I realised very early on that, for me, travelling was the
best way of learning. I still have a pilgrim soul, and I thought that I would
use this blog to pass on some of the lessons I have learned, in the hope that
they might prove useful to other pilgrims like me.
1. Avoid museums. This might seem to be absurd advice, but
let’s just think about it a little: if you are in a foreign city, isn’t it far
more interesting to go in search of the present than of the past? It’s just
that people feel obliged to go to museums because they learned as children that
travelling was about seeking out that kind of culture. Obviously museums are
important, but they require time and objectivity – you need to know what you
want to see there, otherwise you will leave with a sense of having seen a few
really fundamental things, except that you can’t remember what they were.
2. Hang out in bars. Bars are the places where life in the
city reveals itself, not in museums. By bars I don’t mean nightclubs, but the
places where ordinary people go, have a drink, ponder the weather, and are
always ready for a chat. Buy a newspaper and enjoy the ebb and flow of people.
If someone strikes up a conversation, however silly, join in: you cannot judge
the beauty of a particular path just by looking at the gate.
3. Be open. The best tour guide is someone who lives in
the place, knows everything about it, is proud of his or her city, but does not
work for any agency. Go out into the street, choose the person you want to talk
to, and ask them something (Where is the cathedral? Where is the post office?).
If nothing comes of it, try someone else – I guarantee that at the end of the
day you will have found yourself an excellent companion.
4. Try to travel alone or – if you are married – with your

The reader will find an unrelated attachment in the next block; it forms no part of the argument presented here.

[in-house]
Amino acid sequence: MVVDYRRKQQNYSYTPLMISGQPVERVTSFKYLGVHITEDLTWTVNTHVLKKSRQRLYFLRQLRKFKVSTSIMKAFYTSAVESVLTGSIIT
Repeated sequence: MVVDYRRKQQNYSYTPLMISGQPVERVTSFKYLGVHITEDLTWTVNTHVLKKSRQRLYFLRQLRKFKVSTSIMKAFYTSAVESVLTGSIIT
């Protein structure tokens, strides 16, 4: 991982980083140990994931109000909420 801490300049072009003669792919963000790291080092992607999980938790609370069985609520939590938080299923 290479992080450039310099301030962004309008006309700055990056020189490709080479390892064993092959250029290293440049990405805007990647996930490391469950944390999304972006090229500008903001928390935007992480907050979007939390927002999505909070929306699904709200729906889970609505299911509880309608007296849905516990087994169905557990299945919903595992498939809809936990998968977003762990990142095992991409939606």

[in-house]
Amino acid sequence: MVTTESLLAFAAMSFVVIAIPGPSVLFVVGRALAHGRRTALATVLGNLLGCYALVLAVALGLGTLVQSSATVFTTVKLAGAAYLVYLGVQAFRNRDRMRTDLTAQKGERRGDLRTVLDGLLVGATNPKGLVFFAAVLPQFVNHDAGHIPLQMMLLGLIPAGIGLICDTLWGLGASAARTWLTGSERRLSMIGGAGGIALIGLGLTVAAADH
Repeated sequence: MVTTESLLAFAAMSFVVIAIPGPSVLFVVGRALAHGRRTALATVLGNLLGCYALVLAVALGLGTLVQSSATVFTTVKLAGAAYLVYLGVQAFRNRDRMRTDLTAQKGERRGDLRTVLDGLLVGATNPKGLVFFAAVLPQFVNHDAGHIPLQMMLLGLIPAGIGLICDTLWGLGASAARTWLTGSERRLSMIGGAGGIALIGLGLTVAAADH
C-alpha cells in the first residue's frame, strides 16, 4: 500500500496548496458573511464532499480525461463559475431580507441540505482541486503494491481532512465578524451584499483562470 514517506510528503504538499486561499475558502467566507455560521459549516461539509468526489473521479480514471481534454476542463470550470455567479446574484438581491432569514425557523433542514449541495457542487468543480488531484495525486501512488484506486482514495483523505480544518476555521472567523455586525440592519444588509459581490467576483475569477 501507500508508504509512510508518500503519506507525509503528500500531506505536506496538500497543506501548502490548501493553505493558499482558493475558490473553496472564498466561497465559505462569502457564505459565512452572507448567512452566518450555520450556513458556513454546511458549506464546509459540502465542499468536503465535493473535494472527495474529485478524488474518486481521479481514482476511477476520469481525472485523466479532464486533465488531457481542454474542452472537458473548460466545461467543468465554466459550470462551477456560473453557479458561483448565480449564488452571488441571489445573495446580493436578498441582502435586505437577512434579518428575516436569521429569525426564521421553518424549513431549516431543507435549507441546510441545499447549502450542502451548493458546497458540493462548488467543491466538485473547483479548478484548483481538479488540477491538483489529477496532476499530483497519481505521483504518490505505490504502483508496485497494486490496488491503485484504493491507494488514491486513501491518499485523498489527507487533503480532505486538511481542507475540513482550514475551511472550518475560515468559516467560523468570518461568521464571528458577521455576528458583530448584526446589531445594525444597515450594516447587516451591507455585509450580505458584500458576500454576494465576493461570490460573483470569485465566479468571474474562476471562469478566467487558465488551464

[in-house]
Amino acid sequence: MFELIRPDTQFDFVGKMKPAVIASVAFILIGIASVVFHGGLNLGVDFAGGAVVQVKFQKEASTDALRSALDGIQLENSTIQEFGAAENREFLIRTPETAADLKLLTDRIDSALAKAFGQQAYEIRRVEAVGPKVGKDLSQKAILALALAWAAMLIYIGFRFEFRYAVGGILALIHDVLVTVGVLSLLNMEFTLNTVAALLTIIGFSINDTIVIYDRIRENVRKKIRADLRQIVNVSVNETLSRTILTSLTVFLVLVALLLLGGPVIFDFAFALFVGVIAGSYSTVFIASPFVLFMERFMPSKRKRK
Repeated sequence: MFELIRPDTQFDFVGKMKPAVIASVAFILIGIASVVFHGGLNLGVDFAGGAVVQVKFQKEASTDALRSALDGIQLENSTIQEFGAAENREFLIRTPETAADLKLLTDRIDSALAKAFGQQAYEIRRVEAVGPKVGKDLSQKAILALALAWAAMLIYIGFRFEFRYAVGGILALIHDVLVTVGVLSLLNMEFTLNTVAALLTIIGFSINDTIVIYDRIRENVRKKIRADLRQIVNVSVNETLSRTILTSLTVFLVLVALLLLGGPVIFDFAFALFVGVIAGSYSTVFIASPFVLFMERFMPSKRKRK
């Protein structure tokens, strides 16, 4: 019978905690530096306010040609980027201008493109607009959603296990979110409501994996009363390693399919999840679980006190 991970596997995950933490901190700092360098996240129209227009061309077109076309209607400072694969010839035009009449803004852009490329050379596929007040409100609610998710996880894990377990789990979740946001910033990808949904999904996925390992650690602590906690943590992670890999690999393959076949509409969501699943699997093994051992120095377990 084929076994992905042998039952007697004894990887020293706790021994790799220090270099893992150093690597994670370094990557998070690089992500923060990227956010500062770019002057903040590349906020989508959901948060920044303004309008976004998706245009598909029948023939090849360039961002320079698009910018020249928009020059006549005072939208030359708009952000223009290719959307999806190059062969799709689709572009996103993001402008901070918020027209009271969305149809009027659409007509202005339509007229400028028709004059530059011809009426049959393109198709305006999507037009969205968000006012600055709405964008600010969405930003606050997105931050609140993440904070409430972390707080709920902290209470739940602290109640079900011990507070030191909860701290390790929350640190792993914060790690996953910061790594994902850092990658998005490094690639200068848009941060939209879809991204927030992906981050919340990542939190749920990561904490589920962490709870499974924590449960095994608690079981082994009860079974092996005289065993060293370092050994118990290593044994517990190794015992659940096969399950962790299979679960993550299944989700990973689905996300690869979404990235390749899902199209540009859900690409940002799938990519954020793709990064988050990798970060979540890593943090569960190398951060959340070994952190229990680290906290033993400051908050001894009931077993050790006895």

spouse. It will be harder work, no one will be there taking care of you, but
only in this way can you truly leave your own country behind. Traveling with a
group is a way of being in a foreign country while speaking your mother tongue,
doing whatever the leader of the flock tells you to do, and taking more
interest in group gossip than in the place you are visiting.
5. Don’t compare. Don’t compare anything – prices,
standards of hygiene, quality of life, means of transport, nothing! You are not
traveling in order to prove that you have a better life than other people –
your aim is to find out how other people live, what they can teach you, how
they deal with reality and with the extraordinary.
6. Understand that everyone understands you. Even if you
don’t speak the language, don’t be afraid: I’ve been in lots of places where I
could not communicate with words at all, and I always found support, guidance,
useful advice, and even girlfriends. Some people think that if they travel alone,
they will set off down the street and be lost for ever. Just make sure you have
the hotel card in your pocket and – if the worst comes to the worst – flag down
a taxi and show the card to the driver.
7. Don’t buy too much. Spend your money on things you
won’t need to carry: tickets to a good play, restaurants, trips. Nowadays, with
the global economy and the Internet, you can buy anything you want without
having to pay excess baggage.
8. Don’t try to see the world in a month. It is far better
to stay in a city for four or five days than to visit five cities in a week. A
city is like a capricious woman: she takes time to be seduced and to reveal
9. A journey is an adventure. Henry Miller used to say
that it is far more important to discover a church that no one else has ever
heard of than to go to Rome
and feel obliged to visit the Sistine Chapel with two hundred thousand other
tourists bellowing in your ear. By all means go to the Sistine Chapel, but
wander the streets too, explore alleyways, experience the freedom of looking
for something – quite what you don’t know – but which, if you find it, will –
you can be sure – change your life.